Memorial for Heather Heyer on 4th Street SE in Charlottesville, Virginia. Photo: AgnosticPreachersKid/Wikimedia Commons

James Alex Fields went on trial last week for the first-degree murder of Heather Heyer, who was killed when Fields drove a car into an anti-far-right protest in Charlottesville, Virginia on August 12, 2017. Fields is charged with hit and run, first-degree murder, multiple counts of federal hate crimes for injuring 28 others, and other crimes. FBI director Christopher A. Wray called the attack an act of “domestic terrorism.”

Normally, Heyer and Fields would not even know each other and would not have crossed paths, if not for her fateful decision to attend the anti-racist and anti-white-nationalist counter-demonstration. Fields attended the event in support of the alt-right.

A large Unite the Right rally was taking place in Charlottesville, Virginia from August 11 to 12, 2017. The rally brought together KKK members, neo-nazis, Holocaust denial proponents and others on the far-right. The focal point of the march was at Emancipation Park where a statue of Civil War Confederate General Robert E. Lee was slated to be removed.

As described by witnesses:

“[A]t around 1:45 p.m. on August 12, 2017, the 2010 Dodge Challenger impacted a crowd of counter-protesters while driving at a high speed. It audibly rammed pedestrians and struck the white sedan. The impact reportedly ‘[shoved] tons of metal into the crowd’ and sent people ‘flying through the air’ and over another car near the intersection with Water Street East. The struck vehicle also hit the maroon minivan ahead, ‘sending that vehicle into more pedestrians’. A few seconds after the initial impact, Fields drove in reverse — hitting more people — with his car’s front bumper ‘scraping the road’. Pedestrians who had avoided the attack chased Fields along Fourth Street.”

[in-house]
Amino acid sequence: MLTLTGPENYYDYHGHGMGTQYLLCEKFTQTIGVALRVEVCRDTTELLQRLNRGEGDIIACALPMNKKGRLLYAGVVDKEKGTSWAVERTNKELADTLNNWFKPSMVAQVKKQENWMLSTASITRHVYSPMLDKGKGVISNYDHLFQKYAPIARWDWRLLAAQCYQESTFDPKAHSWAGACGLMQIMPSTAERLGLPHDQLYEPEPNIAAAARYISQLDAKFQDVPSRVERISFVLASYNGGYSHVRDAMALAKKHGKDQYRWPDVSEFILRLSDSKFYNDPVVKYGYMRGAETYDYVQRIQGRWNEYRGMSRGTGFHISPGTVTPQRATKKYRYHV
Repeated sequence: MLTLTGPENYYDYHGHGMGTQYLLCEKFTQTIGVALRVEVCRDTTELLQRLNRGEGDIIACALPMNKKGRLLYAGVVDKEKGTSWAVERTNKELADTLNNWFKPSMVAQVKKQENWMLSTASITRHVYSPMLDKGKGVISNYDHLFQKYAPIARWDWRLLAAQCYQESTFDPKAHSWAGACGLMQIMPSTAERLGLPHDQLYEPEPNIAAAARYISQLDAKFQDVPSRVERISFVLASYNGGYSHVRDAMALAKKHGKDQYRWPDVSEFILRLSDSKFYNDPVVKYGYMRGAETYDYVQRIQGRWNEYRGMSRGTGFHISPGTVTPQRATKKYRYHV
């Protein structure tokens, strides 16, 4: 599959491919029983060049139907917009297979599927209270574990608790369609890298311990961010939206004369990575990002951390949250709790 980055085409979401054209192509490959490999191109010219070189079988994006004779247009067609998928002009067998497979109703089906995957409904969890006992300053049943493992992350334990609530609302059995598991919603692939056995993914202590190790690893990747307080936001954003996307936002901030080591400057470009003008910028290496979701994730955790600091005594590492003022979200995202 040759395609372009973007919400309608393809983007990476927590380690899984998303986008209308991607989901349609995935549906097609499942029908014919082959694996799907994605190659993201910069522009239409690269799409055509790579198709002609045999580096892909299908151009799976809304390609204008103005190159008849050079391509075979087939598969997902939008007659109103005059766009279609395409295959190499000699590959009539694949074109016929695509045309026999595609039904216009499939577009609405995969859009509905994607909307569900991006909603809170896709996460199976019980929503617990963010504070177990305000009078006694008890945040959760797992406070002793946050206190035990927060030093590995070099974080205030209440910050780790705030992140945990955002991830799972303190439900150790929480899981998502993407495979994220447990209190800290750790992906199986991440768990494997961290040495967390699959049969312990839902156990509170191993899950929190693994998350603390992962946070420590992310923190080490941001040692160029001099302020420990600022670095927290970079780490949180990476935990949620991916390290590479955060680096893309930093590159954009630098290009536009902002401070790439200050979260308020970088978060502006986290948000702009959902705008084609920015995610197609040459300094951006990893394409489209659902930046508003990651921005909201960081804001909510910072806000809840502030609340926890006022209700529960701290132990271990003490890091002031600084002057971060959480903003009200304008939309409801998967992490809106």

Heyer was described by family and friends as a passionate voice for civil rights. Her friends first cautioned her about attending the counter-demonstration against Unite the Right, but she felt compelled to go anyway.

The act was first thought to be an accident by those watching the clip online, but hearing the voices from the people who were there told a different story.

In the aftermath of the event, the public was enraged when U.S. President Trump described the violence as an “egregious display of hatred, bigotry and violence on many sides, on many sides.” 

Those off-the-cuff comments about violence on both sides rattled many people as footage of the alt-right demonstrators marching through the streets of Charlottesville showed them holding tiki torches and clashing with the police and counter-demonstrators in brief skirmishes.

On August 16, 2017, Trump publicly tweeted about Heyer, his first time acknowledging that a life was lost. He tweeted: “Memorial service today for beautiful and incredible Heather Heyer, a truly special young woman. She will be long remembered by all!”

At Fields’ trial, the prosecution contends that his actions were premeditated with the intention to harm the counter-protesters. Before the demonstrations took place, Fields posted a meme of a group of people being struck by a car from behind. He also spread a similar meme from private messages.

During their opening statements, prosecutors stated they would call eyewitnesses who could testify that Fields intentionally drove his car into the crowd of protesters while the defence will argue that he feared for his life and just wanted to escape the scene. 

Krystalline Kraus is an intrepid journalist and veteran reporter for since its 2001 beginnings.

Photo: AgnosticPreachersKid/Wikimedia Commons

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Krystalline Kraus

krystalline kraus is an intrepid explorer and reporter from Toronto, Canada. A veteran activist and journalist for, she needs no aviator goggles, gas mask or red cape but proceeds fearlessly...